(CN) - Coal miners should not be forced to take extra steps to collect workers' compensation, the Kentucky Court of Appeals ruled.
Jesse Gardner, 62, worked in the coal mines of Western Kentucky for 37 years. He filed a compensation claim for coal workers' pneumoconiosis, commonly known as black lung disease.
Gardner and his employer, Vision Mining, offered differing doctors' interpretations of Gardner's X-rays.
Kentucky law states that, in cases like this, the miner's X-rays must be submitted to a three-doctor panel to determine whether the miner actually has black lung disease.
The administrative law judge dismissed Gardner's claim after the panel voted 2-1 that Gardner did not have the disease.
The Workers' Compensation Board affirmed.
Gardner appealed the case, arguing that coal miners are not treated equally because workers in every other profession do not have to go before the panel.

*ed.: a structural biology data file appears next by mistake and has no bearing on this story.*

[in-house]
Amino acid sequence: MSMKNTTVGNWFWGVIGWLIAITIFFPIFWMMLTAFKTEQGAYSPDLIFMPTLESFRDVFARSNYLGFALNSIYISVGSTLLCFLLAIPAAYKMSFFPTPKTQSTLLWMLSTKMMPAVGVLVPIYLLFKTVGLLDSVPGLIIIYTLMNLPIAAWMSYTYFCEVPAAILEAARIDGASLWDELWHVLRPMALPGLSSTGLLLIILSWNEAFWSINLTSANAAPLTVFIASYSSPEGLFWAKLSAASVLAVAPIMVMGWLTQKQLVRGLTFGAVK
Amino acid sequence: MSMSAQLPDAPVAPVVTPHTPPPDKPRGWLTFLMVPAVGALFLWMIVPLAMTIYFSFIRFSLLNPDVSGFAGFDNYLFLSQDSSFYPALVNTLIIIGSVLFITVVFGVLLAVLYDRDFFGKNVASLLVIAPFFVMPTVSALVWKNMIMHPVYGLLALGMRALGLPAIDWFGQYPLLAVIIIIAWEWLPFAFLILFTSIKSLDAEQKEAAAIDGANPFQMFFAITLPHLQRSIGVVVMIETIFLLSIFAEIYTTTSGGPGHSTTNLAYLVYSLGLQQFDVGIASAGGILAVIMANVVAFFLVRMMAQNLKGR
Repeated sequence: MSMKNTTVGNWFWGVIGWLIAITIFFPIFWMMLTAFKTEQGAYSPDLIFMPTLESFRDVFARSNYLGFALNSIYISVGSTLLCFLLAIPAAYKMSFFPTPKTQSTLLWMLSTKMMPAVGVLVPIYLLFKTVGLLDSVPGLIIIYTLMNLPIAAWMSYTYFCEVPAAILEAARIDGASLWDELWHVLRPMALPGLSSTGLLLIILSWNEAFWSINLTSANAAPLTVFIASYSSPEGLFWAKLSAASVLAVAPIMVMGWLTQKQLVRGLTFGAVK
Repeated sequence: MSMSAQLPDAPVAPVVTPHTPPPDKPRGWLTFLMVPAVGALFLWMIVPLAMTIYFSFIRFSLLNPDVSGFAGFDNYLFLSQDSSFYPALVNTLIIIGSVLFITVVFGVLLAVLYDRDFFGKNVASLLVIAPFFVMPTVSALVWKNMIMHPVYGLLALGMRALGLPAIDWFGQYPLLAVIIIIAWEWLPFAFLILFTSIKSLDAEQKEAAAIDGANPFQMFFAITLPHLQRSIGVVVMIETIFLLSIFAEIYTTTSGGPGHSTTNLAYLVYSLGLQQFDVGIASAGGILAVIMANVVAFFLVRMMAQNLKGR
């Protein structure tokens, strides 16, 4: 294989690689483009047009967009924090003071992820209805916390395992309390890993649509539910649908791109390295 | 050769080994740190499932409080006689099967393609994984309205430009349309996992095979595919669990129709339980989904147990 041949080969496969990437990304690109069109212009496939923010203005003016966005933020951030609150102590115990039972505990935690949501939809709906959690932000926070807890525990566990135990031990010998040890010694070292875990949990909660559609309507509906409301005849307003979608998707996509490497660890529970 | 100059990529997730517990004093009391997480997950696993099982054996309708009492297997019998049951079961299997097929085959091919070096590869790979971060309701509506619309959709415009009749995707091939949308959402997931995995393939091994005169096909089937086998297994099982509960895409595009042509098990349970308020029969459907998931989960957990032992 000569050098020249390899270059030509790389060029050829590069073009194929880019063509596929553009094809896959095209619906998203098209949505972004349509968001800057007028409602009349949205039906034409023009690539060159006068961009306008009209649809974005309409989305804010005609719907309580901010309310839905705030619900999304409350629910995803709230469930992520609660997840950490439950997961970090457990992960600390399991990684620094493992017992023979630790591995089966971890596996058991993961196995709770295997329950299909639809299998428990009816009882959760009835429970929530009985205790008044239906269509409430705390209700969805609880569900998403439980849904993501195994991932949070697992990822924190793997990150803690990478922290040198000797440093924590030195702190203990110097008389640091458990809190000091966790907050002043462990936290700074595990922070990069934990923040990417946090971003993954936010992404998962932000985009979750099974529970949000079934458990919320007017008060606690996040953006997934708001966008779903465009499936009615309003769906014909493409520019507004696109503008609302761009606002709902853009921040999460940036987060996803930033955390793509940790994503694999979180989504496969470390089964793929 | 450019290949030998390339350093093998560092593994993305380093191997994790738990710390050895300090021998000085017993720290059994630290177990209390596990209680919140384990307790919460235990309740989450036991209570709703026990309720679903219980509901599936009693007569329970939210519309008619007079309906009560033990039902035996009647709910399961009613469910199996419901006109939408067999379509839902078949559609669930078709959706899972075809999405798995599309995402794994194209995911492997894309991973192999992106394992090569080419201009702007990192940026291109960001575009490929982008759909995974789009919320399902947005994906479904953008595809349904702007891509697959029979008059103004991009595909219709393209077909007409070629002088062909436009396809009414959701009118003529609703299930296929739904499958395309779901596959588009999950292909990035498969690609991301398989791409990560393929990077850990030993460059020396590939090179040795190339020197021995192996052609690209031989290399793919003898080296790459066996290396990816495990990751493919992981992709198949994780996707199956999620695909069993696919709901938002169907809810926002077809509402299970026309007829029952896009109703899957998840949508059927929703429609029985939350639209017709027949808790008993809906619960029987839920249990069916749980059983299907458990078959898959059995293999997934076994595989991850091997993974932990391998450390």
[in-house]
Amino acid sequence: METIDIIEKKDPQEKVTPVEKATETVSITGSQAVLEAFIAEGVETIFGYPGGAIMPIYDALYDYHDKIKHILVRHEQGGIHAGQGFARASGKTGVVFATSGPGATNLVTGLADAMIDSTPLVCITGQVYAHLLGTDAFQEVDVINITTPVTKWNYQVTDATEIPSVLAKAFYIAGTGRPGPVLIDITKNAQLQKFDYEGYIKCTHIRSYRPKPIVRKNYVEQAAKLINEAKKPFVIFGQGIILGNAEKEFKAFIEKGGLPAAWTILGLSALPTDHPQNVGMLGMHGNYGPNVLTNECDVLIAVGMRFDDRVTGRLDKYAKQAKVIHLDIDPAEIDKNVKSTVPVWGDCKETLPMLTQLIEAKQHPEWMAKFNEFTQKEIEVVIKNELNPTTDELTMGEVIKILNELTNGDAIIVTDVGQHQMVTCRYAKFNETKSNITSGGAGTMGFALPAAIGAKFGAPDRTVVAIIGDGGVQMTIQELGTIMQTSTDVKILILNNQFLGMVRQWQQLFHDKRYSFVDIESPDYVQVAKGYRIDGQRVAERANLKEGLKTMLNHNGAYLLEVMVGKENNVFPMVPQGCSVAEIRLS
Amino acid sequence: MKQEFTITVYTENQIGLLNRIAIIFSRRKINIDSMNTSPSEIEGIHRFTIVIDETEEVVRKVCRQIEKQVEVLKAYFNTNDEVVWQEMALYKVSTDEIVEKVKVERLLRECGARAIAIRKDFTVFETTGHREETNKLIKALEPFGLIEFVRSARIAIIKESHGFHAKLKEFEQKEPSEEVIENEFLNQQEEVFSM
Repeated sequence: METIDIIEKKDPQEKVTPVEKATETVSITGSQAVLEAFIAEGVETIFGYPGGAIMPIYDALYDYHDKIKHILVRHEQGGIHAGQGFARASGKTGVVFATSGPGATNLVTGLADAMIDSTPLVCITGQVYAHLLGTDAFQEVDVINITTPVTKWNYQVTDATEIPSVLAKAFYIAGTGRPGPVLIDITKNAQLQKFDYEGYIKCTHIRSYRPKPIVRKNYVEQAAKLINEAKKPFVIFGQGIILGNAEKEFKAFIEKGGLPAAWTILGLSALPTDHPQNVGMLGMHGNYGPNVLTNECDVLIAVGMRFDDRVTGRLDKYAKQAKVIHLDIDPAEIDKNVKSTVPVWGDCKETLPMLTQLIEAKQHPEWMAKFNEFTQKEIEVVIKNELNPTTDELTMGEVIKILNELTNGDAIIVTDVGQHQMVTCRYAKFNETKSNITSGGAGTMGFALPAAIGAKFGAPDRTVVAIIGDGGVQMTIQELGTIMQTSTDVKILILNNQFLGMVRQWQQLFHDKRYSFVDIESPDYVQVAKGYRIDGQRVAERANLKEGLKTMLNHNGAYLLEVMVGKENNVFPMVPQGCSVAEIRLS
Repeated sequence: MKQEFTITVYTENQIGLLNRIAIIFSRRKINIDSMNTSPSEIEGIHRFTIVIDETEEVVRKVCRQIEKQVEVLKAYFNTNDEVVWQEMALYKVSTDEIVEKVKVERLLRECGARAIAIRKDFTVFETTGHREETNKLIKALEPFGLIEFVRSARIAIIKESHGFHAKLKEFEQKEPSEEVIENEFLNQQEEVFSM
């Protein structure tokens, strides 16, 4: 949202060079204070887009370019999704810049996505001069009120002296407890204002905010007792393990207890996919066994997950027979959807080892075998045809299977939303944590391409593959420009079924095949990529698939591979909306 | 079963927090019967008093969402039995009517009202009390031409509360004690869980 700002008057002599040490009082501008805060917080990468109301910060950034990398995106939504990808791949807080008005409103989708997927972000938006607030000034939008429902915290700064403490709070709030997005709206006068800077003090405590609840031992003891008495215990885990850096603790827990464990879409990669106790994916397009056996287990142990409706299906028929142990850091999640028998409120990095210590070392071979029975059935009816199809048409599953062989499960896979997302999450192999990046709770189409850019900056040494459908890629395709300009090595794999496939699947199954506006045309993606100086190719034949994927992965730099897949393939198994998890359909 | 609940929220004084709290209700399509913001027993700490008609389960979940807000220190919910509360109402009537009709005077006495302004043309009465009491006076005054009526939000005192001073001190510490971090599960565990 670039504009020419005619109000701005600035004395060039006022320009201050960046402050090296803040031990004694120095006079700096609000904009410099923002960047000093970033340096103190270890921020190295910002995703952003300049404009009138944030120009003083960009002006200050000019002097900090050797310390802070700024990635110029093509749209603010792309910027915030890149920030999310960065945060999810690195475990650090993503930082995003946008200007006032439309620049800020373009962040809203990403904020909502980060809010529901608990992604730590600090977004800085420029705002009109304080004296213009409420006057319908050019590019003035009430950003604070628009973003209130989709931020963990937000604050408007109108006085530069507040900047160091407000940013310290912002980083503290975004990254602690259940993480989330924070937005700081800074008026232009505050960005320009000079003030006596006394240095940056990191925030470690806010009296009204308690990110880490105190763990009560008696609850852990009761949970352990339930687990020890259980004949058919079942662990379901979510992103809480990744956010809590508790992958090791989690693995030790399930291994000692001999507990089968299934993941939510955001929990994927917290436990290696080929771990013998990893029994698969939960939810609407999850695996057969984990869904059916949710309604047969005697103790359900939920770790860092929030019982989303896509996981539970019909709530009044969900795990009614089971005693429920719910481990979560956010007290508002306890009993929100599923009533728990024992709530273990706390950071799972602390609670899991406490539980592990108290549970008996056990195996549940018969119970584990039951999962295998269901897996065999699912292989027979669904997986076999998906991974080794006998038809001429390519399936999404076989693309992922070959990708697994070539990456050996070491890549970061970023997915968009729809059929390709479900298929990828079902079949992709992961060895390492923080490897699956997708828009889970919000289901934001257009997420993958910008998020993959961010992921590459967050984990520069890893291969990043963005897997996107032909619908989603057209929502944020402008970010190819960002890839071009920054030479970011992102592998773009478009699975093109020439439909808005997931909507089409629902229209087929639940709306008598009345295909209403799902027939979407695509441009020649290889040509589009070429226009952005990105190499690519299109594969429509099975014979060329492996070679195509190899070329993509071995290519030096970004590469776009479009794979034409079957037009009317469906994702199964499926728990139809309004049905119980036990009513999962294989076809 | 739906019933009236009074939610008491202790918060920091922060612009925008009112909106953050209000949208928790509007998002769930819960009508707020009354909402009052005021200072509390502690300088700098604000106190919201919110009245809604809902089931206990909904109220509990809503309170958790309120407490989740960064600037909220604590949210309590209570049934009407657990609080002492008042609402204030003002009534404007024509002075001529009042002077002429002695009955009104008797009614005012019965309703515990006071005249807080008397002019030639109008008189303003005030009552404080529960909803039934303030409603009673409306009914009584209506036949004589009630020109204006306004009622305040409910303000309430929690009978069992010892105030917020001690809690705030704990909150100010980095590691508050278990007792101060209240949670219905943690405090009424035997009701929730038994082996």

The state appeals court agreed and reversed the board's decision.
"The only distinction between [black lung disease] claimants and other pneumoconiosis claimants is the source of the disease. In all other respects, the disease process and the nature, extent, and duration of the disease are the same," Judge James Lambert wrote.
"Imposing more onerous procedural and substantive burdens on coal workers than on others fails the test of 'reasonable and substantial difference in kind, situation, or circumstance,'" he wrote, quoting the Kentucky Supreme Court's 1994 opinion in Kentucky Harlan Coal Co. v. Holmes.
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